Jillian's Guide to Black Holes: Forming - Types - Outside - Inside - Finding - References - Websites
Spacetime diagrams are all well and good for standard static black holes. You can fit the event horizon and the singularity in one picture with no problems. However, that is not so with charged and rotating black holes, for there are two event horizons to deal with, as well as the possibility for recrossing those horizons. Roger Penrose developed a different kind of spacetime diagram for dealing with the more complex nature of the charged and rotating black holes.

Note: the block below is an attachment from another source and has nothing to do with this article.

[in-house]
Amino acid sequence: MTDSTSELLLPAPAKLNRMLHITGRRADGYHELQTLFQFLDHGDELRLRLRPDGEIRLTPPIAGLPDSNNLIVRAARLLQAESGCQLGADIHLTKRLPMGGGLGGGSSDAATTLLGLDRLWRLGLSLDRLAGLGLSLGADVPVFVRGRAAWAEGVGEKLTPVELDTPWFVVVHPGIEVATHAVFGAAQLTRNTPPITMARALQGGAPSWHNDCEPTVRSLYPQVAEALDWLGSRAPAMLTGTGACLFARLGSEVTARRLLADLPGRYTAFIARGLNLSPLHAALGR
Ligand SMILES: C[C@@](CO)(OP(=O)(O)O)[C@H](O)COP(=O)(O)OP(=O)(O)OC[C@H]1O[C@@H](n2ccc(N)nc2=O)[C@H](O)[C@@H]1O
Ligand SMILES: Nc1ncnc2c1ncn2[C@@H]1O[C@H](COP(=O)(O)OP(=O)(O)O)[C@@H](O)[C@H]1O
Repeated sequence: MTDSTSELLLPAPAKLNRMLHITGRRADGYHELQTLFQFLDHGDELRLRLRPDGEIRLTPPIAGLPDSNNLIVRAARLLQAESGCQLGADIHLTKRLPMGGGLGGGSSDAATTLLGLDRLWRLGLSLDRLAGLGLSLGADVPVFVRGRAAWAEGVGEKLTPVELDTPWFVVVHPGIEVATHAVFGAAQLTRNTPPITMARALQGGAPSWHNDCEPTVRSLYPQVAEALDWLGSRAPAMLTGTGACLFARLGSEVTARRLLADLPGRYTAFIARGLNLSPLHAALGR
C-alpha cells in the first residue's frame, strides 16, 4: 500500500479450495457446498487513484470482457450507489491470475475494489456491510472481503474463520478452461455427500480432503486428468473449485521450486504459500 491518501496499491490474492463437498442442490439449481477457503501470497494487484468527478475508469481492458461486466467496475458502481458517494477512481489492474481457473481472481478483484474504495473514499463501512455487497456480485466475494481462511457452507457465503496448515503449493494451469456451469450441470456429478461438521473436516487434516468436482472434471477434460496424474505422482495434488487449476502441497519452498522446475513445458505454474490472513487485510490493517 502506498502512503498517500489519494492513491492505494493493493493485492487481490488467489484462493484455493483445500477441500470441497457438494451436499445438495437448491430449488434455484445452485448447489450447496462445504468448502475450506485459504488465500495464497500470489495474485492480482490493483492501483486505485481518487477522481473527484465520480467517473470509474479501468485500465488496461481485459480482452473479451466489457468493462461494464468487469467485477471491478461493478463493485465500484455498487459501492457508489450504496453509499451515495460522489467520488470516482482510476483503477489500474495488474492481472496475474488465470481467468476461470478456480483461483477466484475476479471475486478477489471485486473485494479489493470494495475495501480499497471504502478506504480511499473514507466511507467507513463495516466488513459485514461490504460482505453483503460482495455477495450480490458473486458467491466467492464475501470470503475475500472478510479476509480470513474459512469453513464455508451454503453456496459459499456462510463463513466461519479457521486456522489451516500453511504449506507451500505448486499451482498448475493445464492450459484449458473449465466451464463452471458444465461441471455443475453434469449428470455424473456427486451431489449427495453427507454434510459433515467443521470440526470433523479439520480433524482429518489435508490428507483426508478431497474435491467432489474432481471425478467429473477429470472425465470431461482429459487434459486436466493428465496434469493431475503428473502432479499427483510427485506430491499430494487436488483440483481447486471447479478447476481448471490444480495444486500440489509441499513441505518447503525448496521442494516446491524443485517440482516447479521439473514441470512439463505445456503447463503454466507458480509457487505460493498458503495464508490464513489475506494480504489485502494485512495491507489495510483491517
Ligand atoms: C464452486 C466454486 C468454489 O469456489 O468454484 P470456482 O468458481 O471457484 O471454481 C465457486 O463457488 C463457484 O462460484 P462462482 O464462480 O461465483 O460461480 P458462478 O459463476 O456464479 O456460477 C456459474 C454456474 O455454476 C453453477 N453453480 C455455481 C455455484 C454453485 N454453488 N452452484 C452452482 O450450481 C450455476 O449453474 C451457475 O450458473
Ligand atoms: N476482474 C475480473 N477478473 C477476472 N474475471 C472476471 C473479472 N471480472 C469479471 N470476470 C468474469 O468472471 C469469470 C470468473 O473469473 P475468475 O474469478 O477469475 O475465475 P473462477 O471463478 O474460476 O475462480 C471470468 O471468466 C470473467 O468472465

It would be good to start with something basic, and static black holes are as basic as you can get. Above are two diagrams of an eternal static black hole. To the left is the spacetime diagram. To the right is the Penrose diagram. As you can see, it looks much like the spacetime diagram for a black hole---with one exception. Where the spacetime diagram projects off into infinity, the Penrose diagram ends in clean, neat pointy lines. Hmm! If you look closely at the labels, you'll notice that nothing actually changed except that this diagram is self-contained. No little arrows pointing off into infinity. Instead, we have points and lines that designate the different infinities.In our universe (the image on the right) there are only five distinct directions: future infinity, right future infinity, right infinity, right past infinity, and past infinity. A worldline from a spacetime diagram might go from the past infinity to the future infinity. Light rays go off into the right future infinity and come from the right past infinity (that whole 45° thing). Only a line of simultaneity could go to the right infinity, which makes sense. With respect to an inertial observer, that line of simultaneity goes on forever. Objects still cross and cannot recross the event horizon and run into the singularity. Objects from one universe can't cross over into another. All is well with this diagram, it follows our rules.